affect our sympathy for Henry one way or the other. After the Crispin's
Day speech, Shakespeare chooses to hammer us with the consequences of
war. York begs the leading of the award. Pistol is ignominiously ready
to cut a soldier's throat unless he receives financial reward. The boy
comments on that cowardice. The French comment on the dishonor of losing
and choose to go down bravely fighting ("let life be short, ere shame
will be too long").  The death of York is movingly reported by Exeter.
Then Henry gives the order to kill the prisoners in light of the renewed
attack by the French. The boys are killed and Fluellen has several
comments about the conduct of war. Henry is willing to initiate a
blistering attack, reminding us of the rhetoric before Harfleur's walls.
Then the battle is ceased, and a detailed description of the dead is
read out, partly to accentuate the overwhelming victory of the English
but also to detail the nobility lost that day. And Shakespeare doesn't
let us off the hook once treaties are signed. Burgandy's long speech
about the gardens of peace is an reaffirmation of the benefits of peace
and the waste of war.

When I played the part, I was overwhelmed by these realizations as they
hammered me and the audience. What had I gotten myself into? Over an
insult with tennis balls? To prove my manhood? To unite my country? It
was too much to bear. I exploded at Mountjoy when he entered. But it was
an explosion that was my last vestige of energy. It flared and then I
collapsed under the weight of, well, everything. Even the announcement
that "the day is yours" solicited only a sigh of relief. It had all
happened so fast and the slaughter of the prisoners was only one piece
to a larger picture of bloody, dirty war.

In short, I don't believe the slaughter of the prisoners is a didactic
plot device. It merely forces us to realize that war, despite the
rhetoric of Henry and the Chorus, is nasty business where no one really
wins when everyone weeps.

God, I love this play. But it's more like a "Saving Private Ryan", "Deer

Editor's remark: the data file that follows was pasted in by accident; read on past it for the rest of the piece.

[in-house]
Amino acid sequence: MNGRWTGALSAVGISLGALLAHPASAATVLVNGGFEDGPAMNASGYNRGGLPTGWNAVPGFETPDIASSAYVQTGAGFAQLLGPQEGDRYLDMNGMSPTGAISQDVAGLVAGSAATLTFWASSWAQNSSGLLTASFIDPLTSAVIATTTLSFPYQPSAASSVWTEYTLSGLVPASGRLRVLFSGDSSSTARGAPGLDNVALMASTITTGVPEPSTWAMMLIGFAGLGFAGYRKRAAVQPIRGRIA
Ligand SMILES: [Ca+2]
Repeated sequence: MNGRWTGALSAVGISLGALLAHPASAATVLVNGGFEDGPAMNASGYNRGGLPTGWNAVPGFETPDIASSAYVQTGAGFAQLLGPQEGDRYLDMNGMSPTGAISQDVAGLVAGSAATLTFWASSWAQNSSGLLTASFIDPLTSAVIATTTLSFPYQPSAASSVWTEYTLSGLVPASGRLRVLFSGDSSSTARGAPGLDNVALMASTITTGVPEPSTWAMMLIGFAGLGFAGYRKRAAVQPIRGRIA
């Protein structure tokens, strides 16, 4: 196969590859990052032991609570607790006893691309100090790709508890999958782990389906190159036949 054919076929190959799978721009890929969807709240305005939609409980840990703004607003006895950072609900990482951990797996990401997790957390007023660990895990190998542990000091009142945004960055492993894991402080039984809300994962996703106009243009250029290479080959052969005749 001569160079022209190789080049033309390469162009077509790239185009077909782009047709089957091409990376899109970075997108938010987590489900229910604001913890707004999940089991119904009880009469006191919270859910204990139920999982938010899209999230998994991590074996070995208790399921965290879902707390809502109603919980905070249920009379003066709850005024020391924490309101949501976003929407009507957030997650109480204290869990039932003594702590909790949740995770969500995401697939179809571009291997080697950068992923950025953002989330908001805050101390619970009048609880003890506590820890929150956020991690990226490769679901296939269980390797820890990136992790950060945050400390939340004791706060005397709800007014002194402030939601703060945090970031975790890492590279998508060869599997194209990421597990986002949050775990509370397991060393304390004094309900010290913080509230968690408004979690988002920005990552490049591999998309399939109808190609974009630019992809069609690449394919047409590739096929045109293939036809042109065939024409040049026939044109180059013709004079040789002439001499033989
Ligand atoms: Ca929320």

Hunter" love. I acknowledge a genuine sadness underlying the play. I
believe Shakespeare sets us up perfectly with The Chorus and Henry's
large patriotic, jingoistic speeches. Every time we get one, we get an
immediate thump on the head. We get set up into really high emotions so
that the lows of war are far more resounding.

Brian Willis

[4]-------------------------------------------------------------
From:           Stuart Manger <
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Date:           Friday, 1 Aug 2003 20:10:54 +0100
Subject: 14.1546 Re: NT Henry V
Comment:        Re: SHK 14.1546 Re: NT Henry V

Not qualified to speak on the exact historical background. Ref: Mr
Bloom's [4] question on audiences and treatment of prisoners:

Excuse me for saying it but anyone watching current TV footage of
[predominantly] American forces in Iraq, or Russian troops in Chechnya
can have absolutely no doubt that [a] it happens, [b] in today's world,
we have become coarsened enough to know and accept that by and large, if
the stakes are high enough, or the troops frightened enough, dispatching
prisoners in 'battle' is rife, and that the pious principles of the
Geneva Convention are more honoured in the breach etc.

I fear that no audience these days would be the slightest surprised, or
maybe even more, terribile dictu, much morally outraged by the notion.
If you actually do the killing of the 'boys' on stage with nothing left
to the imagination, and plenty of that particular noise that a boy makes
screaming as opposed to the noise made by a girl - as a number of
productions tend to do - then that is usually sufficient to wash away
any residual clinging to war / treatment of prisoners theory.

I am indelibly reminded of the killing of the 12 yr old Palestine boy by
Israeli troops in I think Bethlehem in front of the world's press, and
the subsequent noisy obfuscation by the IDF in attempting to 'justify '
or 'explain'. The action can be morally picked over afterwards, but once
the target is dead, bit late for re-tracing any kind of moral path.
'REal Politik'? And H5 is actually far more about that than principle,
however Act 1 starts. cf the Harfleuir speeches??

So, H5 is exasperated - following Fluellen's eloquent analysis-  and
claims that outrage as sufficient moral justification. A modern
audience, I suspect, would side with him.

[5]-------------------------------------------------------------
From:           Arthur Lindley <
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Date:           Saturday, 2 Aug 2003 11:28:18 +0800 (SGT)
Subject: 14.1546 Re: NT Henry V
Comment:        Re: SHK 14.1546 Re: NT Henry V

Our colleague Hugh Grady touches on these matters in his excellent
chapter on H5 in _Shakespeare, Machiavelli, and Montaigne: Power and
Subjectivity from 'Richard II' to 'Hamlet'_ (OUP, 2002), 204-42.  See
also Andrew Gurr, '"Henry V" and the Bee's Commonwealth', _Shakespeare
Survey 30_ (1977), 61-72 [cited by Grady]. Contemporary views of the
legality of killing prisoners were highly conflicted and could have
allowed quite opposing responses (as with most things Harry does).

Arthur Lindley